One tile at a time. That’s the motto for Jim Fry, president of Seneca Tile. His philosophy may not set records for the number of tiles produced in a given year, but you can be sure he’ll produce some of the most distinctive clay tiles in North America.
Fry and his team of craftsmen in Attica, Ohio, use techniques long forgotten in the modern world of tilemaking. Each tile in their Handmold series is handmade with a red-bodied clay, not the white-bodied clay coloured with dyes that gained popularity in the late 1990s.
This white-bodied clay (also called porcelain) is mostly made from artificial ingredients, such as ground glass or other recycled materials. The addition of dyes gives each tile a uniform look.
The red-bodied clay, on the other hand, provides unique colour variations and natural spotting. Dug from the depths of the earth, the red-bodied clay is a pure form of clay. It includes all the specks of minerals found underground, including carbon, coal, and particularly iron, which gives the clay its signature red colour.
Each batch of red clay Seneca Tile purchases has different mixtures of minerals, meaning no two tiles will have the exact same look. Seneca Tile strives to ensure the colour is similar and matches, but the variations are part of the allure for its customers.
“It gives it a certain look, a brick-tile look, with spotting coming through and a casual, comfortable appearance,” Fry says. “It is a different, selective, niche. It gives an unglazed tile floor a different appearance.”
Fry doesn’t have to look far to source the red clay that makes his tile so unique. Seneca Tile is located in the Midwest, an area rich in red clay deposits. Following in the footsteps of tile and brick makers decades before him, Fry sources his red clay two hours east of his shop.
Once the red clay is in house, it’s vigorously worked by hand and placed into wooden moulds for shaping. Fry says a few of the wood moulds they use today are the original ones used when they took over the St. Stephen Tile Company building in 1978.
Once shaped, the tiles head to one of two wood-fired beehive kilns dating back to the 1940s. These kilns are as big as a house. Wood-fired kilns are rarely used in tilemaking today — the temperature is harder to control than in gas or electric kilns, among other reasons many have switched.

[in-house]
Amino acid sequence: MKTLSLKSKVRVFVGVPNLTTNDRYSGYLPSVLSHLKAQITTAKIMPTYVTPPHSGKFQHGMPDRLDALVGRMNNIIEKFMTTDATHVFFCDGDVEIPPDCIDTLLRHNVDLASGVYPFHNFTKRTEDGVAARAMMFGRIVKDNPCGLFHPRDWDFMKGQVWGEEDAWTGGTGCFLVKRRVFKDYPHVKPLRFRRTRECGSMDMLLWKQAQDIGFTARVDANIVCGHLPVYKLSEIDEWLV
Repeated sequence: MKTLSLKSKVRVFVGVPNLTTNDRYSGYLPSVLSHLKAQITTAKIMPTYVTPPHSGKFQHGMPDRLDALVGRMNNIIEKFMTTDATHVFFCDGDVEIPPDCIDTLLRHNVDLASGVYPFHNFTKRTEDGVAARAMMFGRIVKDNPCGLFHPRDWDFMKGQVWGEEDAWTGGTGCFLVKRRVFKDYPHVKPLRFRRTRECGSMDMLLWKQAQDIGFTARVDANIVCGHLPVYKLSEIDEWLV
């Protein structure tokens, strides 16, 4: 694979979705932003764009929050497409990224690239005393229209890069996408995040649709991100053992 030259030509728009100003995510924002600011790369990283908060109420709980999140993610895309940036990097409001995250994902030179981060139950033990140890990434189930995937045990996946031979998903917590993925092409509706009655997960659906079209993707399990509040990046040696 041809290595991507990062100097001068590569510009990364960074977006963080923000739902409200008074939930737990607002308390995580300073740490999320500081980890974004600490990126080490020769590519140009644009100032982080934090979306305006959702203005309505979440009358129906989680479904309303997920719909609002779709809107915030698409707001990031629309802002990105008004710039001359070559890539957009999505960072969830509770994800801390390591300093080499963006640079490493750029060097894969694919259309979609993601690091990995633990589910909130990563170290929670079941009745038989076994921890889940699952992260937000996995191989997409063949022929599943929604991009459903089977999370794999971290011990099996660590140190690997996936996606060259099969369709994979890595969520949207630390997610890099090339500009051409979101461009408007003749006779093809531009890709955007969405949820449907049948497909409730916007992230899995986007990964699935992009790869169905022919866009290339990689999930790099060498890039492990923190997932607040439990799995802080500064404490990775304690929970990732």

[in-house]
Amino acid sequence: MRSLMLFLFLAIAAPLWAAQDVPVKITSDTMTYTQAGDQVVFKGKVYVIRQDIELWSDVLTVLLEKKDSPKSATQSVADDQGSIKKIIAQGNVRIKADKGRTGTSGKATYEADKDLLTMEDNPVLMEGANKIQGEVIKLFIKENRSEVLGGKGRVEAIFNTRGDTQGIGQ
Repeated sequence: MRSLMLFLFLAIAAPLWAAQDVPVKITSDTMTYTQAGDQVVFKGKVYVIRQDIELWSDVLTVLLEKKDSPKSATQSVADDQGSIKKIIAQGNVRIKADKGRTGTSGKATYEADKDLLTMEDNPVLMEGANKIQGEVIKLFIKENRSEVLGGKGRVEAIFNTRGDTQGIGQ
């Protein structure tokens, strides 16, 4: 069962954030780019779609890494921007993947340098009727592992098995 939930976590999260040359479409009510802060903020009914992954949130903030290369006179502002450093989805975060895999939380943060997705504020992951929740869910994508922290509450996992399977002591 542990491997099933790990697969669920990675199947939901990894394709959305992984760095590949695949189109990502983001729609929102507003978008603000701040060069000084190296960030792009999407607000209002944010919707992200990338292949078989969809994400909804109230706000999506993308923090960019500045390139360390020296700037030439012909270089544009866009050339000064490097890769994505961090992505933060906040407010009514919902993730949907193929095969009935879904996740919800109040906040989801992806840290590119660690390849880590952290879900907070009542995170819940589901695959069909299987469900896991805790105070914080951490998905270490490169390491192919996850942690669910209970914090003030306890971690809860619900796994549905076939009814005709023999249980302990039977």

But the antique kilns allow the flame to directly touch the tiles, providing a fire-kissed hue that varies from tile to tile. The flames also react with the unique blend of minerals captured in the natural clay, showcasing darker and lighter spots and speckles in the designs.
“The way we set tile in these kilns, along with our flashing process, we can just get a different look that people just can’t get in any modern kilns,” Fry said.
Fry has kept the ancient art of tilemaking alive by changing very little during his 40 years in business, something that contributes to his success. His customers love the timeless and unique colour provided by the red-bodied clay and wood-fired kiln, but now they want to see it in more than just rectangles and squares.
Seneca Tile is broadening its offerings to include intricate new shapes, such as the Valencia, Sophia, and Arabesque. Seneca has expanded its colour offerings to include vivid blues and greens, including Blue Lagoon, Waterlily, and Evergreen in its SenecaBrick collection.
“The world is getting very interested in design and doing different things,” Fry says. “It’s a very interesting time.”
He may have to build new wood moulds to satisfy the new demand, but for Fry, the timeless process will always remain.
“Everything old-fashioned still has a place in this world,” Fry says. “I feel like we are satisfying a niche that has a place in the market.”
Seneca Tile will display its work at the Luxury Home & Design Show in Vancouver, May 6–8, 2018. The show is hosted by Magnifissance’s sister media, Taste of Life. Learn more about the Luxury Home & Design Show.